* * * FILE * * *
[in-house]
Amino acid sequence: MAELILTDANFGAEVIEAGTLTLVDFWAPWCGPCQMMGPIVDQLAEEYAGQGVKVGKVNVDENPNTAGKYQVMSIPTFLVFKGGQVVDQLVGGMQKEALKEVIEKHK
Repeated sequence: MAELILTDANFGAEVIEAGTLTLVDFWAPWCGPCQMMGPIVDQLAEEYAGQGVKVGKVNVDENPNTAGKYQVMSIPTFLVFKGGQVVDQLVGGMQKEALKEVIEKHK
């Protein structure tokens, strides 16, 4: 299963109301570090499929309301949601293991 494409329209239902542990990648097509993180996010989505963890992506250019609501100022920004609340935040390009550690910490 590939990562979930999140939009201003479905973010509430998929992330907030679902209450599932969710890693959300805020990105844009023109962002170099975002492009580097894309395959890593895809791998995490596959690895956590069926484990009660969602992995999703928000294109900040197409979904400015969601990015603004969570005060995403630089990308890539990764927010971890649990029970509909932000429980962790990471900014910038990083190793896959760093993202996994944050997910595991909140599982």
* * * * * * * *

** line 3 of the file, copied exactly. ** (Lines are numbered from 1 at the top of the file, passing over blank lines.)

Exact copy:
Repeated sequence: MAELILTDANFGAEVIEAGTLTLVDFWAPWCGPCQMMGPIVDQLAEEYAGQGVKVGKVNVDENPNTAGKYQVMSIPTFLVFKGGQVVDQLVGGMQKEALKEVIEKHK